Newark, NJ- This Tuesday, New Jersey voters will head to the polls. Aside from choosing representatives, voters will be asked to vote “Yes” or “No” on Public Question 1, a ballot initiative that, if approved, will make sweeping changes to the state’s bail system and how it is granted to criminal offenders.
Currently, under the New Jersey Constitution, any person accused of a crime must be given bail. The rules apply in many other states too, like in Costa Mesa, which is in California. But should Public Question 1 get the majority vote, judges would have the discretion to deny a person bail if that person is charged with a violent crime, is a risk of fleeing before appearing in court, or is a repeat offender. If you have been given bail recently then you should probably check out a website like http://www.1stchoicebailga.com/ which can teach you more about bail bonds and who can help you.
New Jersey statutes already give judges broad power to levy high, and often prohibitive bail amounts, restrict the terms of bail of the offender’s release and impose stringent bail requirements. If Public Question 1 is approved, judges will be given the blanket power to deny bail to almost anyone accused of a crime.
Denying a person bail deprives him or her of a fundamental Constitutional right and makes it much more difficult to present a compelling defense. The right to bail is a constitutional right and one of the basic foundations of the American justice system. A person who was been accused of a crime has the presumption of innocence. A person shouldn’t be punished for a crime they didn’t commit or before the charges are adjudicated. Bail allows a person to remain free until they enter a plea or appear in court. Depriving a person of the right to bail based on the nature of the crime or prior criminal history is punitive, which is not the purpose of bail. If you are just looking for more information on bail bonds you could visit the website of one of many gwinnett county bonding companies in Georgia.
Building a criminal defense takes time and communication between the accused and his or her New Jersey criminal attorney. Being locked away makes it difficult for the accused to communicate with family, friends and attorneys. The accused must have an active role in the defense and if he is not allowed to post bail he can participate as meaningfully in the defense.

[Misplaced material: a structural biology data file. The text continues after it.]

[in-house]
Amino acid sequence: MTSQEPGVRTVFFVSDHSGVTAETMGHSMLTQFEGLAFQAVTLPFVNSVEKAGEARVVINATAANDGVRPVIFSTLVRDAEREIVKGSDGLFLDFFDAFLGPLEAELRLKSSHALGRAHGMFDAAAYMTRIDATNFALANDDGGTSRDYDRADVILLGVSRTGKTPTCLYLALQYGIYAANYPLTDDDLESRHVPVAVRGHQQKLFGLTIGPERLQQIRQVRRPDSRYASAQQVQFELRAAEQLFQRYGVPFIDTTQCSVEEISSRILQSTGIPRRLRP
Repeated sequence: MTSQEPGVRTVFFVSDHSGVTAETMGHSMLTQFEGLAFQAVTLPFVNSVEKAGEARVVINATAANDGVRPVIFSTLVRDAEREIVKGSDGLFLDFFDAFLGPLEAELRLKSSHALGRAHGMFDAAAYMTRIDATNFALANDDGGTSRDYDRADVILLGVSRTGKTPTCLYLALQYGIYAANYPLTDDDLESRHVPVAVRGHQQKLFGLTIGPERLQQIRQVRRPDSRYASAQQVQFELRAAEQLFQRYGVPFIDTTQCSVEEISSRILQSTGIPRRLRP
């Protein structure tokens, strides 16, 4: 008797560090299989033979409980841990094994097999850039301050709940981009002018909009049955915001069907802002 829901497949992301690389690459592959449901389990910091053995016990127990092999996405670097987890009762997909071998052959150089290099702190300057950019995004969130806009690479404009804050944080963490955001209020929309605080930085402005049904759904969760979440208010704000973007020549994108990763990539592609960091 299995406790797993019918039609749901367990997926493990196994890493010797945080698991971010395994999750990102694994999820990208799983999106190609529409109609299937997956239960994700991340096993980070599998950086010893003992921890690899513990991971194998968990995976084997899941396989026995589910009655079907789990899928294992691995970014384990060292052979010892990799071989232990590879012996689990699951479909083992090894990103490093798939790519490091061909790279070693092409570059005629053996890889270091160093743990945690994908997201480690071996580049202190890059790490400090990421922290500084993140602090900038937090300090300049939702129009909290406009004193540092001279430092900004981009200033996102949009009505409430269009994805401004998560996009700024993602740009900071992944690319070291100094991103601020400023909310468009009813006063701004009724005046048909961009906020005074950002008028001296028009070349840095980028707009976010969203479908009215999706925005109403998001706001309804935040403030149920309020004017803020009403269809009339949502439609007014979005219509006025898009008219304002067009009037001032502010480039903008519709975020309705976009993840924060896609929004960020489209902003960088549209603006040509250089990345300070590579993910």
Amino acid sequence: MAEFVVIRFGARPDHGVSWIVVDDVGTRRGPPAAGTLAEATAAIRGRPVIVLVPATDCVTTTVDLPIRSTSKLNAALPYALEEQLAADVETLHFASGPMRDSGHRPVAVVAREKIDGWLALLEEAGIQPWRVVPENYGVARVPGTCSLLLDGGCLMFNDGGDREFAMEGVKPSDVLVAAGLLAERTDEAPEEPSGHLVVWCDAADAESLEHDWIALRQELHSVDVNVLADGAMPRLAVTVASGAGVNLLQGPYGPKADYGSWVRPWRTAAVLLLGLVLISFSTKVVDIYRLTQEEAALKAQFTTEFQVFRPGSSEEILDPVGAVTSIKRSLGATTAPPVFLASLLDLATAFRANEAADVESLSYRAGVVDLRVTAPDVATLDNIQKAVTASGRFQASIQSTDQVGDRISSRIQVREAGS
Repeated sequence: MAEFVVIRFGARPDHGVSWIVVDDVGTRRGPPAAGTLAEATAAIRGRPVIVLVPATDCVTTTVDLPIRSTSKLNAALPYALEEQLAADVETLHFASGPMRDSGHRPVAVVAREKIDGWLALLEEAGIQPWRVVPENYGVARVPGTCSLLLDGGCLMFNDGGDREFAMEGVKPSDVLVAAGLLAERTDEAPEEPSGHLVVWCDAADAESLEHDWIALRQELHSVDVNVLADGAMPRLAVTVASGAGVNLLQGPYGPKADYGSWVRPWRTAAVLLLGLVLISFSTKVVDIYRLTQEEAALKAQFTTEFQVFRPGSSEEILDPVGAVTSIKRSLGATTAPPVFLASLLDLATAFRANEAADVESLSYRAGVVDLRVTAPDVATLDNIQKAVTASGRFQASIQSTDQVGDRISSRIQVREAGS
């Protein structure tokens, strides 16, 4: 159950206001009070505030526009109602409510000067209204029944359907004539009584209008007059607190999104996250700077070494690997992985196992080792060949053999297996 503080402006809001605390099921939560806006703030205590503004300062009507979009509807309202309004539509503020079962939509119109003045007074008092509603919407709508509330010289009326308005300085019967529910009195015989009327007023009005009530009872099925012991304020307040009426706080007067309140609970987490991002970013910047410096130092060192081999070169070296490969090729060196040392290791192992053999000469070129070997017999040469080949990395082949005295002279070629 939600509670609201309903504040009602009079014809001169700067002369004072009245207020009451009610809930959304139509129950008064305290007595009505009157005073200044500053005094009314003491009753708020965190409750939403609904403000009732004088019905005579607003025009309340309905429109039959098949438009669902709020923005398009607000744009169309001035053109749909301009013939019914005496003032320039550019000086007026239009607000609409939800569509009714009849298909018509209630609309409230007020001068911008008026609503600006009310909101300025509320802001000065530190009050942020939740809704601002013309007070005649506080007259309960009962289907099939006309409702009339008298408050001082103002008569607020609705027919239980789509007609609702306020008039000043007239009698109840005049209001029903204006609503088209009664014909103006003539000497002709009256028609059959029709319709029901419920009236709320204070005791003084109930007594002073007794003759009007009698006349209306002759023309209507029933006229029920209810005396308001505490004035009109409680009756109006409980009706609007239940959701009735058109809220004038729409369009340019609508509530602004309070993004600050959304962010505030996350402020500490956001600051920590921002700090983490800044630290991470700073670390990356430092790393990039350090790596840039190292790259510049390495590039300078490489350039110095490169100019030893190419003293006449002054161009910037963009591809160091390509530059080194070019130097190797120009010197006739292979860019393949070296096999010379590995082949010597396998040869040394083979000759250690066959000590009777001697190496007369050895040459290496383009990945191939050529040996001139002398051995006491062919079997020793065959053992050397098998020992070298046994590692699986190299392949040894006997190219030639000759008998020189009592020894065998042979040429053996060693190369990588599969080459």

Each defense strategy is unique, and the way I will approach your case depends on the charges you are facing and the evidence the prosecution plans on presenting. As a case develops and new evidence is discovered, I need to discuss any new developments with my clients. When clients are in jail, it is harder to see them, harder to have privacy and harder for them to call the office.
Without bail, defendants are forced to languish in jail for months or years, separated from their families and at risk of losing their jobs. Few people can afford to lose their jobs and and pay for a quality criminal defense lawyer. That means they must rely on a public defender and taxpayer funds. The many advantages of a private defense lawyer are effectively taken away.
Any time spent behind bars can be soul-crushing, denying them the support of their friends and family. The longer the accused sits in jail, the more desperate they become to get out. Sometimes this means abandoning a worthwhile defense in favor of a plea bargain.
Plea bargains can go either way. In some cases, these bargains may benefit the accused, but in many cases agreeing to a deal can be detrimental to the accused in the long run. Unfortunately, people are willing to damage their reputation and clean criminal record just so they can get out of jail not realizing down that down the road that decision could prove to be a mistake.
There is also real concern that giving judges the discretion to deny a person bail could lead to incidents of abuse. A person could be denied bail based on bias or the absence of a defense attorney to represent the accused at the earliest stage in the process when bail is set.
As a criminal defense attorney serving New Jersey, I understand how important it is to have an open line of communication with my clients. The ability to discuss the details of the case affects the quality of the defense. The right to bail is a Constitutional right and an essential aspect of criminal defense. We should not be willing to deny this right or the ability to participate in one’s defense to score political points.